Venezuela is a major exporter of oil to the USA, and large trading partner with the US State of Florida, itself highly reliant on burning oil to generate electricity (an oddity among US states). A changing climate in Venezuela - resulting in loss of hydroelectric capacity - could mean bad news for Florida, as Venezuela may have to burn more of it's own oil production simply to meet its own demand for electricity. Of course, Chavez blames the lack of rain, and the resulting fall off in power output, on 'EL Nino' (none of that climate change talk from a major oil producer); but, the fact remains they are in deep trouble with continuing drought.
Venezuela mostly depends on hydroelectricity for its power and has been hard hit by a drought Chavez blames on the El Nino weather phenomenon.Uuuh oh. If the power is out in the Venezuelan oil capitol, they won't be able to pump or refine. Downward spiral time.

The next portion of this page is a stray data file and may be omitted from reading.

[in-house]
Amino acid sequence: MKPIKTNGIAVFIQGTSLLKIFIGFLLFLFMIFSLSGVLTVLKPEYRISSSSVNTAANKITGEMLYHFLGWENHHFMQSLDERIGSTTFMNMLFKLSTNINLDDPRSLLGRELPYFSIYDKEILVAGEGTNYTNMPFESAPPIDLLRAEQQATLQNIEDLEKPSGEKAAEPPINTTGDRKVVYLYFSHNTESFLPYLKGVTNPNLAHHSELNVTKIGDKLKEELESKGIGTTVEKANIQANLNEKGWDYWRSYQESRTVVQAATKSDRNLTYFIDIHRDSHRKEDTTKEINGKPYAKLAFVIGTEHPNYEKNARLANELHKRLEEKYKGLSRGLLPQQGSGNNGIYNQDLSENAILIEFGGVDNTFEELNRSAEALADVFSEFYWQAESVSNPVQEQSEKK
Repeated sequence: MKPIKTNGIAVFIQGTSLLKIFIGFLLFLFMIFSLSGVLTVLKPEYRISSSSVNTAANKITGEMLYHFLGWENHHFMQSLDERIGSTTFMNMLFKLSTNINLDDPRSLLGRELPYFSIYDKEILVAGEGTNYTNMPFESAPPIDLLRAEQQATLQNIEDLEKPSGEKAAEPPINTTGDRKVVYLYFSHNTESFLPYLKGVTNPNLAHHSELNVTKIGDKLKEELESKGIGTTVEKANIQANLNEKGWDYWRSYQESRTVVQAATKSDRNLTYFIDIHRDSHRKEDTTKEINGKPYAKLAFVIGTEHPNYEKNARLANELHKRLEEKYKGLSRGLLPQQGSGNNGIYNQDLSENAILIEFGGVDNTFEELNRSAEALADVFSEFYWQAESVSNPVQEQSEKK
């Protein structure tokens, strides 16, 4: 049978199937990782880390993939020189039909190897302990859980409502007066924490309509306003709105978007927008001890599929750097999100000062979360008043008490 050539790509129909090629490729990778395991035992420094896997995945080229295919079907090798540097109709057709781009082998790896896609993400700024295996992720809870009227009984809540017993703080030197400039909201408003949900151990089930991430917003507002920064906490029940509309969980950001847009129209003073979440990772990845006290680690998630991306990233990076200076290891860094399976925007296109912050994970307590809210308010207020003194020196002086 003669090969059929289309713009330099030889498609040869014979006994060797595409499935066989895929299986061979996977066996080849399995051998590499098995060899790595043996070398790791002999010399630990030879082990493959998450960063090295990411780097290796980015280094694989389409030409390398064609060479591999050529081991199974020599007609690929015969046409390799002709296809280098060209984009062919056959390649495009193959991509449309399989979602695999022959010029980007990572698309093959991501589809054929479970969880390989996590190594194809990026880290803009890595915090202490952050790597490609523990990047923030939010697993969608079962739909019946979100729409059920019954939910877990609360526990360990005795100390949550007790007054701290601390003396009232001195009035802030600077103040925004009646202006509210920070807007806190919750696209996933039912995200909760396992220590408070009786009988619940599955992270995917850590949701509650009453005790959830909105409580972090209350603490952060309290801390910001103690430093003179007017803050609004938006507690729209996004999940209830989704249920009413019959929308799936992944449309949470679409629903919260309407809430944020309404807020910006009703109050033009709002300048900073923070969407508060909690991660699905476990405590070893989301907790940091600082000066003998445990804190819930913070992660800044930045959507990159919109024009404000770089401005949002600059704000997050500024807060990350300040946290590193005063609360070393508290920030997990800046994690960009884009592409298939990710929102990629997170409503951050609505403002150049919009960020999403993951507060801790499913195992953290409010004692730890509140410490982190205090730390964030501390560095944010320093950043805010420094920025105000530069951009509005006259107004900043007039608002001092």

"The rationing is at a national level and is for four hours every 48 hours," said Javier Alvarado, president of the Caracas Electricity corporation, which was nationalized in 2007 and previously belonged to U.S. company AES.
One of the cities to be hit by the new electricity rationing is Maracaibo, the country's second largest town and the capital of oil heartland Zulia.
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